systemctl enable voxelands
And starting it:
systemctl start voxelands
Now all I need to do is to upgrade the client versions so that they match the server.
Last week Macsen expressed an interest in Minecraft. He has access to an old laptop of mine, so I spent an evening upgrading it from OpenSuse to Antergos and installing Voxelands1 on it, along with a number of other games. I also installed Voxelands on my own laptop so that I could understand the interface well enough to answer any questions that might crop up.
I didn’t intend to start playing the damn game.
I did, however, spend a bit of time poking around the wiki so that, on Friday, I was able to show Macsen how to make a crafting guide and set him going. And he was off, digging, crafting and building. So much so that we had to crowbar him away from the laptop when it was time to eat2.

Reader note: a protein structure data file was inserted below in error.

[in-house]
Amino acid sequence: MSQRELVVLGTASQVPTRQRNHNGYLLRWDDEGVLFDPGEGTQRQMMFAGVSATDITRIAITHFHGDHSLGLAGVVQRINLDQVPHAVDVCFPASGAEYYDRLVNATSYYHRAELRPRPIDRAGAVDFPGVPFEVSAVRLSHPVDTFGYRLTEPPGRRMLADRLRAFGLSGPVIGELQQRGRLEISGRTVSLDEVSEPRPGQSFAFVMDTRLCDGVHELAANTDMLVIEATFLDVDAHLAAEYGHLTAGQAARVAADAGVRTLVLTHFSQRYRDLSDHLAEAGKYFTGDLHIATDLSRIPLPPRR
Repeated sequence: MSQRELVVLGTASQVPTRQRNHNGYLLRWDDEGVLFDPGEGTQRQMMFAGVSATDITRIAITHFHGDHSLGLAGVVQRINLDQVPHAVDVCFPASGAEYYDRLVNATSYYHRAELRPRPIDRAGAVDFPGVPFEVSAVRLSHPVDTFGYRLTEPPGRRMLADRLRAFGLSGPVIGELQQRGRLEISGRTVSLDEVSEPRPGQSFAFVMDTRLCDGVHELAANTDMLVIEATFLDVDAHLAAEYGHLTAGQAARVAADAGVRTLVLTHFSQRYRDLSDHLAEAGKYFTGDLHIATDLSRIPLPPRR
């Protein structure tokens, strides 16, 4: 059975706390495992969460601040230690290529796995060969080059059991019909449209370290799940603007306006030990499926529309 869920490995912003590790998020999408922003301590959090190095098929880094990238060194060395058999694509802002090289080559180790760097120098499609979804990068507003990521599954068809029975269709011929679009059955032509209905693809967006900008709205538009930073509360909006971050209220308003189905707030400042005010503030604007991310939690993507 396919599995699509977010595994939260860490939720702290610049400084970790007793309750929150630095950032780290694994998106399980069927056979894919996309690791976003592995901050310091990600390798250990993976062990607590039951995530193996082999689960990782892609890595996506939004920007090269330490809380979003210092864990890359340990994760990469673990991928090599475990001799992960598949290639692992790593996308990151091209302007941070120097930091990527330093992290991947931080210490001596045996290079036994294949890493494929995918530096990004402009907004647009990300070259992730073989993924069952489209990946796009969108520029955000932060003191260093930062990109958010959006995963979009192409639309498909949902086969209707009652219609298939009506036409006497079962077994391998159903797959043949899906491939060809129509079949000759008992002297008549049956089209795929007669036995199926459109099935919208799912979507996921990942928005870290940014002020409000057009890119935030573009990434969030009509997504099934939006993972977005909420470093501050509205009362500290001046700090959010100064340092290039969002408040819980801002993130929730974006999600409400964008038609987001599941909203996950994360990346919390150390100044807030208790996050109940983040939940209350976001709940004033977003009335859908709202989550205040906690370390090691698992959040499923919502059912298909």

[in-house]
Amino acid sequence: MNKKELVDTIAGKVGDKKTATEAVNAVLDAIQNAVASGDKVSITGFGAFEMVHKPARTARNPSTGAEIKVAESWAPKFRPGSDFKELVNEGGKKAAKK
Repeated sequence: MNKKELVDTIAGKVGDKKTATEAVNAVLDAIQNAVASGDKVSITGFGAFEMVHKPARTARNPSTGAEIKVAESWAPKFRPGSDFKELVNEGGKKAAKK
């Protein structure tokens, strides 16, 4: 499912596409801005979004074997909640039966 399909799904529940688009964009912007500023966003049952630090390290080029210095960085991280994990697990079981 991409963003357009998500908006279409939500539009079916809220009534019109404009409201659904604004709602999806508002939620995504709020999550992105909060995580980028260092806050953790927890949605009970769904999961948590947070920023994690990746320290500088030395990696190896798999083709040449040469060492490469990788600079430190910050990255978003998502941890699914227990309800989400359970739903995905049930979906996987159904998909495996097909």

On Saturday Macsen asked me how my house was going. So I opened up my laptop and showed him what I’d built while tinkering around. Macsen showed me how to build a furnace and went away to copy my house design.
The rest of the weekend was a bit of a blur of YouTubery, sharing of ideas (something in which the twins were able to become involved), digging, crafting and building. And I have to say that there is something quite magical about an eight-year-old enthusiastically describing what he’s discovered and planning his next project.
At present we are both playing in single player mode. We have talked about shared worlds and I am thinking of setting up a small local3 server, but that is a task for another weekend.
I’m not normally much of a gamer but Voxelands has me hooked. It’s immersive, expansive, endlessly entertaining and frighteningly addictive. Darkrose and the rest of the Voxelands team have done a fantastic job so far. Long may they continue.